Peart started on the Huskies' line in all 48 games over his four-year career.
The New York Jets had the Giants' original third-rounder because of a trade for defensive tackle Leonard Williams.
The Giants will have seven picks in the final four rounds on Saturday. They probably still need an edge rusher, a receiver and a center.
-- By Tom Canavan, AP
WASHINGTON: Redskins draft Memphis playmaker Gibson with 66th pick
WASHINGTON — Ron Rivera hopes third-round pick Antonio Gibson can fill the Christian McCaffrey role with the Redskins.
Washington selected the multipositional Memphis playmaker Friday night with the 66th pick in the NFL draft. Gibson can do a little bit of everything from lining up in the backfield to splitting out wide and returning punts and kickoffs, and Rivera would love to see him replicate the efforts of the Carolina Panthers star he coached the past few years.
“He’s a little bit bigger than Christian, but he’s got a skill-set like Christian,” Rivera said. “He’s shown some position flexibility playing in the slot. He’s shown some flexibility of playing in the backfield. I think they even ran some Wildcat with him with him being the center taking direct snaps. So this is a very versatile young football player that we really think is going to be a guy that can get on the field for us early and contribute.”
Vice president of player personnel Kyle Smith called him a “Swiss Army knife” who the front office is very excited about. And the 6-foot, 228-pound Gibson isn't shying away from the lofty McCaffrey comparisons.
“That’s exactly what I want to do,” said Gibson, who was the 2019 American Athletic Conference special teams player of the year and earned all-conference honors as a receiver. “If the Redskins want me at running back, I’m going to do it. If they want me at receiver, I’m going to do it. If they want me on special teams, I’m going to do it.”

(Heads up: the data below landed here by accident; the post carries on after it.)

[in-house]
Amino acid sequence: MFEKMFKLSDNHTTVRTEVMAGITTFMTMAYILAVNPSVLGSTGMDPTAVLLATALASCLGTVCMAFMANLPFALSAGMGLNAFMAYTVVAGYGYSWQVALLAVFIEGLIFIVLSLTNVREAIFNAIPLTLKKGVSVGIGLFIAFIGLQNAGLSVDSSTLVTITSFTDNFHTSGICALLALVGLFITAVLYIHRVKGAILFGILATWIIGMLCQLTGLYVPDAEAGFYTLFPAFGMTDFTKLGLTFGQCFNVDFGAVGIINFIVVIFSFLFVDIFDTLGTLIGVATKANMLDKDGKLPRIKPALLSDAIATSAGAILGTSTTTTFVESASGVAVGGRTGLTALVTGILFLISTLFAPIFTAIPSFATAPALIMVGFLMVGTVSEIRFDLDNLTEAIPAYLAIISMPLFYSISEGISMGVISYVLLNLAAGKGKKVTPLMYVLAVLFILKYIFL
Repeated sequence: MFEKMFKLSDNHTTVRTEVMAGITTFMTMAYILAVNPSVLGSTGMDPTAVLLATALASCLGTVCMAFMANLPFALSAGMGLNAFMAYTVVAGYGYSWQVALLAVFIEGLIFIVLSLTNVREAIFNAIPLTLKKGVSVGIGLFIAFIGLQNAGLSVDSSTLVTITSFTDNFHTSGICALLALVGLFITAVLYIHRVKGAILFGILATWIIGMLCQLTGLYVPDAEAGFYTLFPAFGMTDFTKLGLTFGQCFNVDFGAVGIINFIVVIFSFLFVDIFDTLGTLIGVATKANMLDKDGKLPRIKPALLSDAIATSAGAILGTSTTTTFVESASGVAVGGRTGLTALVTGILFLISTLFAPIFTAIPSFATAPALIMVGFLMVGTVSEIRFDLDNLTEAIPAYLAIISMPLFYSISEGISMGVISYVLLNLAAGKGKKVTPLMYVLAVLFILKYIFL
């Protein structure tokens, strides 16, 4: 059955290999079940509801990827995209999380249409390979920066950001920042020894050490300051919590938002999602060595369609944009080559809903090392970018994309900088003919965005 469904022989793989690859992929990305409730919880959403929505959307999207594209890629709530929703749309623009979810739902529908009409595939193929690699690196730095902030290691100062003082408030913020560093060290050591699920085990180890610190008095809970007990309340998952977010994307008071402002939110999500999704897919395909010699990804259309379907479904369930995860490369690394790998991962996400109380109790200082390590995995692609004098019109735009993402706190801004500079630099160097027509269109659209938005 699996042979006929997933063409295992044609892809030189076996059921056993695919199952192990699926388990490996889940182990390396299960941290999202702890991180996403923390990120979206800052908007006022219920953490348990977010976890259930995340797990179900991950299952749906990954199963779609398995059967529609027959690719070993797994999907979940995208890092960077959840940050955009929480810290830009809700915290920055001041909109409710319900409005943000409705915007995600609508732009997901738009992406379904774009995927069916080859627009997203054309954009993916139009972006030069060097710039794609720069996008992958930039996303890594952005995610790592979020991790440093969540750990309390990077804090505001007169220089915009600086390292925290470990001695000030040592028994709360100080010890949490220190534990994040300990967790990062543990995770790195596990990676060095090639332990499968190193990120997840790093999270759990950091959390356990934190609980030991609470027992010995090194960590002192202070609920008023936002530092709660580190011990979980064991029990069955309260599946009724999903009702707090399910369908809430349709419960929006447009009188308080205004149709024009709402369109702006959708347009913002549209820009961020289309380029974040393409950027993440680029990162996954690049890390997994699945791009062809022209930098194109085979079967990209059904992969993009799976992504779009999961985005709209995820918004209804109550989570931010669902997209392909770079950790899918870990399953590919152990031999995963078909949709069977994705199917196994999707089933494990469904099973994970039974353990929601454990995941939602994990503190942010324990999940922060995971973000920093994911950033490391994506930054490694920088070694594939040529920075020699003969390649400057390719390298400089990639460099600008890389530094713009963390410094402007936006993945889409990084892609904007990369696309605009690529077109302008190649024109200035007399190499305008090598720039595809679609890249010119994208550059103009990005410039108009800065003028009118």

Gibson should give new offensive coordinator Scott Turner a dynamic weapon to pair with running backs Adrian Peterson and Derrius Guice and receiver Terry McLaurin. Rivera said special teams coordinator Nate Kaczor was intrigued by what Gibson could bring to a return game that has lacked difference-makers in recent years.
“I view myself as a weapon,” Gibson said. “I feel like I can dominate wherever they put me.”
Much like second overall pick Chase Young, who makes Washington's pass rush better, Gibson adds talent but doesn't fill a pressing need. Washington still has big holes at tight end and cornerback and five picks Saturday — two in the fourth round, one in the fifth and two in the seventh — to fill them.
There remains a big question mark at left tackle because the Redskins have so far been unable to trade disgruntled longtime starter Trent Williams, whose dispute with the front office is almost a year old.
Williams took issue with the medical staff’s handling of a growth on his head, which turned out to be a cancer scare. After starting for nine seasons and getting picked for seven Pro Bowls, Williams did not report to training camp last year and missed the entire season.
Even the firing of president Bruce Allen and head athletic trainer Larry Hess and hiring of Rivera apparently couldn’t salvage the relationship. Williams’ representatives recently reiterated his desire to be traded or released, opening another hole on the offensive line.
“There’s no rush," Rivera said. “There's no hurry. We have opportunities, and we’ll just continue to keep working on it."
Several potential trading partners filled offensive tackle needs in the draft either Thursday or Friday night. Smith said he was hard to say if or when a Williams trade would come together, and Rivera didn't want to commit to the possibility of going into training camp with the soon-to-be 32-year-old on the roster.
“We’ll have to wait and see,” he said. “I’m not going to speculate on something that’s an ongoing process right now.”
-- By Stephen Whyno, AP